We answered this question last year with a bit of background on what makes a winter tire work properly and what the rule of thumb is for the perfect time is to make the switch to winter tires. This year we are updating this article with new information from the British Columbia Government on winter driving regulations in the province, along with how to interpret the marking on your winter tires to know if you are safe.
Q: “It is starting to feel like winter, but it hasn’t snowed yet. When is the best time to put on my snow tires?”
The short A: As the weather starts to to turn you are right to be thinking about switching over to your winter tires. The short answer is that winter tires should be changed when the average daily temperature is below 7°c. You can check your local weather forecast for the weeks ahead and get a pretty good idea for when the temperature is right for the switch.
The long A: Many people refer to winter tires as “snow tires” and it is important to make a distinction here. Industry experts have shied away from calling winter tires “snow tires” because they only offer a minor benefit for traction on heavy ice and snow. They are usually referred to as “cold weather tires” because they grip so well in freezing temperatures. The 7°c guideline reflects the fact that your regular all-season tires begin to harden below that temperature, which reduces their grip, and by the time you get -10°c the tires are literally frozen and slide on the road like a hockey puck.
Winter tires, or cold weather tires, are made to be pliable and flexible below 7°, gripping the road in freezing temperatures and increasing braking reliability and control. These characteristics are reversed as the weather begins to improve. Consumer reports tested winter tires for braking distance in a variety of weather conditions and they found that when the temperature was above 7°c it took winter tires an extra 7 metres to stop on a dry track and over 9 metres to stop on a wet track when compared to all seasons. On top of their poor performance in warm weather, winter tires also wear out very quickly when driven in warm weather. The rubber is so soft to accommodate the cold weather that it wears away rapidly when driven in the heat.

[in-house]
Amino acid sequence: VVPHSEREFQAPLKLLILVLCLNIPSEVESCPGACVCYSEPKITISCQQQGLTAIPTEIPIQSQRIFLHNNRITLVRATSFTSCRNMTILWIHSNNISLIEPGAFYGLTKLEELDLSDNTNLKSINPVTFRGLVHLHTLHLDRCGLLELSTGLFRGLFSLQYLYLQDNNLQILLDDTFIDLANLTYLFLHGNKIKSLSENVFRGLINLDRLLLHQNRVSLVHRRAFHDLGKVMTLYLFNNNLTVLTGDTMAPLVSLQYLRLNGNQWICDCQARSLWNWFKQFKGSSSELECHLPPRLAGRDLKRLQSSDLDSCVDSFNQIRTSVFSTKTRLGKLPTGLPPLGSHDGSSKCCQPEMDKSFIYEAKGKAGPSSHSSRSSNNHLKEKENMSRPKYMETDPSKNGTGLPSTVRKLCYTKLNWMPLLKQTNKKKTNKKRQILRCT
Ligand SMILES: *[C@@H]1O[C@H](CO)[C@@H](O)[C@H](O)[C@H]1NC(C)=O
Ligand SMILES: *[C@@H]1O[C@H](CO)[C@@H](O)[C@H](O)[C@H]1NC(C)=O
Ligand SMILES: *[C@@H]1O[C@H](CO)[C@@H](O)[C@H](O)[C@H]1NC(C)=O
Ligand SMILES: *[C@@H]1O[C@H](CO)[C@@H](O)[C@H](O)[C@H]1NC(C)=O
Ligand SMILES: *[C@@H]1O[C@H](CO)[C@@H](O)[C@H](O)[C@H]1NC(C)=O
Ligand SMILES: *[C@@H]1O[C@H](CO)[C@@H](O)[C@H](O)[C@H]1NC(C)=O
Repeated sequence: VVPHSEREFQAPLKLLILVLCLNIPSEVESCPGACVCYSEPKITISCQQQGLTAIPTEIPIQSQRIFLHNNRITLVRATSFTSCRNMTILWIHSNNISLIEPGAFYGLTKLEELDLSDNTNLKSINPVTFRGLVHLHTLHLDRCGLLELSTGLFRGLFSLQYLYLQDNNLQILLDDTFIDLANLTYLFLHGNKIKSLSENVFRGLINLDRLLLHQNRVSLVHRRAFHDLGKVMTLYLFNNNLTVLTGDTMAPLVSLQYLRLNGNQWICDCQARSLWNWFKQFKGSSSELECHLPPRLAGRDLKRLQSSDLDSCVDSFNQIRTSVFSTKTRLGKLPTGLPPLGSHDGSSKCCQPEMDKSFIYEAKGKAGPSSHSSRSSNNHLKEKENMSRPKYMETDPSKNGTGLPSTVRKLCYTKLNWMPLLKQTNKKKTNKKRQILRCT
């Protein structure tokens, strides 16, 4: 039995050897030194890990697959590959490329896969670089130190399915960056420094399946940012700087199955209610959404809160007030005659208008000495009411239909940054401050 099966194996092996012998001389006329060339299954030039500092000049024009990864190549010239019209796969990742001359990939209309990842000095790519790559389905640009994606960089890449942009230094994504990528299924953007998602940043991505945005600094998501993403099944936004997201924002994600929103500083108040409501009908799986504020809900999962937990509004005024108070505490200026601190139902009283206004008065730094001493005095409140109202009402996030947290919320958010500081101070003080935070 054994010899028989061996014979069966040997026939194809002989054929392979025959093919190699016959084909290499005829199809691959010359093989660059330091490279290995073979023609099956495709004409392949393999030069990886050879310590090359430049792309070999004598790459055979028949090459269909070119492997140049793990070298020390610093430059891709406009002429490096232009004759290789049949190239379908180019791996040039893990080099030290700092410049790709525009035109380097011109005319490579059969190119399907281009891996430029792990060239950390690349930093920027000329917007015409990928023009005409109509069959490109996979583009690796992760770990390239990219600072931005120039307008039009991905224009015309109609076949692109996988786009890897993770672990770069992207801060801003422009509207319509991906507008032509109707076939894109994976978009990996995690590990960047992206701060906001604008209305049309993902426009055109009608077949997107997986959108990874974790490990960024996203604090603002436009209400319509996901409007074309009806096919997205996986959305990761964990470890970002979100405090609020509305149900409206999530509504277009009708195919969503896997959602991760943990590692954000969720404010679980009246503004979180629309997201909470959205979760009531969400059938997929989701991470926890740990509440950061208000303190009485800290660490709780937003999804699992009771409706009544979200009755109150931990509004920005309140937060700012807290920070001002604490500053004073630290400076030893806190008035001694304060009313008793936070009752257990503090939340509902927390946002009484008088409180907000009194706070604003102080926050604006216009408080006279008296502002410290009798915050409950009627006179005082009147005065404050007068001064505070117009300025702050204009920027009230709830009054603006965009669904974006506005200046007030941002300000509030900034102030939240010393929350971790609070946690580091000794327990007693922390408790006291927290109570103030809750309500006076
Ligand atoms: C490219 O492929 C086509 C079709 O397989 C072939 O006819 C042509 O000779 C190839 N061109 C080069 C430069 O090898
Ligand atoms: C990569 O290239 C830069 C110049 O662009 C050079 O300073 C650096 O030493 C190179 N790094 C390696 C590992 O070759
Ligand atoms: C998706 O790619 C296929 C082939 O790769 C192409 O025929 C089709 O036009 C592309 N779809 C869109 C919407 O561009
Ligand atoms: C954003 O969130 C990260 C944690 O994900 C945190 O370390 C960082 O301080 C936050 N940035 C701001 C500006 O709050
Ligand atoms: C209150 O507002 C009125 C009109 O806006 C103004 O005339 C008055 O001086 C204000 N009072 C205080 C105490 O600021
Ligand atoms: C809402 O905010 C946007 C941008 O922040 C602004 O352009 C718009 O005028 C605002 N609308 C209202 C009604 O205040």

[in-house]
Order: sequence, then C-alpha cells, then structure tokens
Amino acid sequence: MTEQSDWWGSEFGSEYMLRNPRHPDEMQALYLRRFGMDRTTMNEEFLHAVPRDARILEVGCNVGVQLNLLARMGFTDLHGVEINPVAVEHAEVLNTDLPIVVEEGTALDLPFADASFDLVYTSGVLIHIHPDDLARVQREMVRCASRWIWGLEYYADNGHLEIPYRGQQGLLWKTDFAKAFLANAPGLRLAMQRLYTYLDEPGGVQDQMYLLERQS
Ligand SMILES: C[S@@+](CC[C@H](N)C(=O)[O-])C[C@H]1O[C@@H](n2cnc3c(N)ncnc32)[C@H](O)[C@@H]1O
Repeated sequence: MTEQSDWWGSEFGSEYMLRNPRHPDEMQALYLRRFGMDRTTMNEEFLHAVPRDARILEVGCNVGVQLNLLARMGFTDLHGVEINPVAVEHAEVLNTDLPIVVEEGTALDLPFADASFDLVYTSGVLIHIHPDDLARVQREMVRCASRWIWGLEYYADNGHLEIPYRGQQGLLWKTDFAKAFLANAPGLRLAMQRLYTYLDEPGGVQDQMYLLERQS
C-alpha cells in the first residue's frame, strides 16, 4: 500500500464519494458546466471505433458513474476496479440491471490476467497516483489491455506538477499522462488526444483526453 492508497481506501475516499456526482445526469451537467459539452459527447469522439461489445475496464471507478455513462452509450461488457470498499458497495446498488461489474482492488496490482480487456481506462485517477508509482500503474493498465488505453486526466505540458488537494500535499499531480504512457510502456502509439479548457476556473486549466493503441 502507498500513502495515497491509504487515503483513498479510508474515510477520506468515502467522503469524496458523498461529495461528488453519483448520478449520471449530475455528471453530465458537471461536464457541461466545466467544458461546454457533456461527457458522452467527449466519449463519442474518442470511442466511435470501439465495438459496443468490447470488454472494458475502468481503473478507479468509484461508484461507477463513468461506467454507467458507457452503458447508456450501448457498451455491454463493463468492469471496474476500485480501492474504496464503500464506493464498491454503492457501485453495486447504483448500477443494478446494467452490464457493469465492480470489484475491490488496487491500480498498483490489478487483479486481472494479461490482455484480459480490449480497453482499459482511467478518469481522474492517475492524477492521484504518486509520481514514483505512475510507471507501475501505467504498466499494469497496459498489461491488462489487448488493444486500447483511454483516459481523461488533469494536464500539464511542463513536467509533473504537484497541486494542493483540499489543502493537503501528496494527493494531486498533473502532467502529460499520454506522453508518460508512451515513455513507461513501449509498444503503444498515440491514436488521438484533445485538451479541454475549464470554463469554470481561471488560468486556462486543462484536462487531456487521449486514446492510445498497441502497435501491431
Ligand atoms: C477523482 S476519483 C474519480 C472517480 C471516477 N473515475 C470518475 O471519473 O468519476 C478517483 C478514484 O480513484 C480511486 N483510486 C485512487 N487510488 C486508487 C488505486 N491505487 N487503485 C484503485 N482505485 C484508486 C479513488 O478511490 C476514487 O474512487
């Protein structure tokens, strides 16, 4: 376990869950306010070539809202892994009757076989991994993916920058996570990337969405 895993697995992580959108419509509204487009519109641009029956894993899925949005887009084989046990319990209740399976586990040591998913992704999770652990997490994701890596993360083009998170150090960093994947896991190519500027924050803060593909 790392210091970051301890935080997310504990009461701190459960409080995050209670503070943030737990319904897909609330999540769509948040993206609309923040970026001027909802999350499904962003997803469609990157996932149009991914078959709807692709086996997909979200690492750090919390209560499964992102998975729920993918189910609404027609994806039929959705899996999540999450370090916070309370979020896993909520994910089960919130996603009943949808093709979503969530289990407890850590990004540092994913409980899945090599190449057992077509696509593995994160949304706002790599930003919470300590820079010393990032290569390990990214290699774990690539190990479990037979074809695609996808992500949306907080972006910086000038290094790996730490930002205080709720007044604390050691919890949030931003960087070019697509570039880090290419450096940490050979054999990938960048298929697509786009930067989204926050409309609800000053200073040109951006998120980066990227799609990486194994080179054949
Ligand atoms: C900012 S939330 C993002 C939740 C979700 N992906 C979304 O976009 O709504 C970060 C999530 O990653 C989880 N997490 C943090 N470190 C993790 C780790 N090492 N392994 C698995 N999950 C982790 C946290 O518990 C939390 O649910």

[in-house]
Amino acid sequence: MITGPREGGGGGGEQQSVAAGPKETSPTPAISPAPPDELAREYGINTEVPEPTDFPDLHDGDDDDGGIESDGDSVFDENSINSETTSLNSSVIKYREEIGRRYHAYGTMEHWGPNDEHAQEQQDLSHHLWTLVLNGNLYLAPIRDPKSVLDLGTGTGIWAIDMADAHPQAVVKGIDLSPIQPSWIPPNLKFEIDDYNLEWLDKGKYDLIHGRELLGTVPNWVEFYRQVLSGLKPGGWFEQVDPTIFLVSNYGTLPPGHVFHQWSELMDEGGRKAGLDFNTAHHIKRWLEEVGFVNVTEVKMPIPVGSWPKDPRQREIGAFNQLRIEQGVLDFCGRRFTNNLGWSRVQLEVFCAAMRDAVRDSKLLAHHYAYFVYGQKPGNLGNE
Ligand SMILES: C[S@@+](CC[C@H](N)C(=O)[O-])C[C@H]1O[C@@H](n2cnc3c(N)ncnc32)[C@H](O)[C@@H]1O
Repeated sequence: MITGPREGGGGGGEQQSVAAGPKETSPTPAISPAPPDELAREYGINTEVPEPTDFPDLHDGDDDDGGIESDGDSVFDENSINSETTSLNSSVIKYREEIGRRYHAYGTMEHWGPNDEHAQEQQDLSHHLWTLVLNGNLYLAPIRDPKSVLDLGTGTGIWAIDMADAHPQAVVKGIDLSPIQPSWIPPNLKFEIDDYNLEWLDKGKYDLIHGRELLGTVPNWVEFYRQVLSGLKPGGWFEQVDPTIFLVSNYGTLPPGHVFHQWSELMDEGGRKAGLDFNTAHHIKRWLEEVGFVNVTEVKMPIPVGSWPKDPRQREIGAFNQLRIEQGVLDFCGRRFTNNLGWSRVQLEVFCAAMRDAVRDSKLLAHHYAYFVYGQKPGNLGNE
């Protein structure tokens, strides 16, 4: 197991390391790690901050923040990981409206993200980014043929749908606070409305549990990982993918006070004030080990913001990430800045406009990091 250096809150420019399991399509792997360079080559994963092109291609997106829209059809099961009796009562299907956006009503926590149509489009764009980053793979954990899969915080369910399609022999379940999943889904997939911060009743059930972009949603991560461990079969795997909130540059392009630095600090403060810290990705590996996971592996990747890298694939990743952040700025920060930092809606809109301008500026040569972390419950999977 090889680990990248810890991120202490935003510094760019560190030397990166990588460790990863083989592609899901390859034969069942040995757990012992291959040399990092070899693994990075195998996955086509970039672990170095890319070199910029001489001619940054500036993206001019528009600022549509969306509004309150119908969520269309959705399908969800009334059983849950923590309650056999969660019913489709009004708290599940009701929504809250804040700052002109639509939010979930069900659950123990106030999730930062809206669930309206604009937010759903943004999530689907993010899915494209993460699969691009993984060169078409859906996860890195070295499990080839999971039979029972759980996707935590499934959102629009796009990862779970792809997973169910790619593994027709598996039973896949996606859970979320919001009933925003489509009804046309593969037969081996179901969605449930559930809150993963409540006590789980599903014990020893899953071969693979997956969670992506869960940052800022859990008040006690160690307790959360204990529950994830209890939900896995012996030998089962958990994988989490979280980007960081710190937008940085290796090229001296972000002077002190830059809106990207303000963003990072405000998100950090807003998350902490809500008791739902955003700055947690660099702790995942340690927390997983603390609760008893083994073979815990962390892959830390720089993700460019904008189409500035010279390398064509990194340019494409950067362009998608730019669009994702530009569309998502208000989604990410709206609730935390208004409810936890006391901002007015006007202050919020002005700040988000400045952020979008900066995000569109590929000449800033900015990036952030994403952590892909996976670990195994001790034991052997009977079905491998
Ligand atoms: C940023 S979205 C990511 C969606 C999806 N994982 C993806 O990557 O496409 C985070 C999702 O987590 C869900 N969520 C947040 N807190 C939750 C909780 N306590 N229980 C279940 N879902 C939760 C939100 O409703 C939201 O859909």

About Winter Tires
The province of British Columbia states that “Drivers must obey winter tire and chain signs throughout the province from October 1 to March 31.
Winter road conditions across most of B.C. often include snow and ice. We recommend drivers install mountain/snowflake tires for cold weather driving and, for extreme conditions, carry chains.
It is the responsibility for the operator of a vehicle to understand the conditions on the roads they regularly drive and equip their vehicle for those conditions.
British Columbia accepts tires displaying the 3-peaked mountain and snowflake symbol OR the M+S (mud and snow) symbol, with at least 3.5 mm tread as winter tires. Some tire manufacturers choose to mark their tires with both designations.”
Check your tires for these signs
The 3-peaked mountain and snowflake symbol on the side of the tire
These winter tires offer the best traction on snow and ice, and in cold weather.
Also known as mountain/snowflake or alpine.
The mud and snow symbol on the side of the tire
These winter tires offer better traction than summer tires, however, they are less effective than 3-peaked mountain and snowflake tires on snow and ice, and in cold weather. Also known as M/S, M&S, Mud and Snow.
TLDR?: Change to your winter tires when the temp drops below 7°c. Don’t drive on winter tires in the summer, they perform badly and wear out quickly. If they do not have the two symbols illustrated above, you may be turned around by the RCMP through certain stretches of BC highways.
Keep an eye on the forecast and give us a call when it is time to switch out your winter tires, we are happy to help.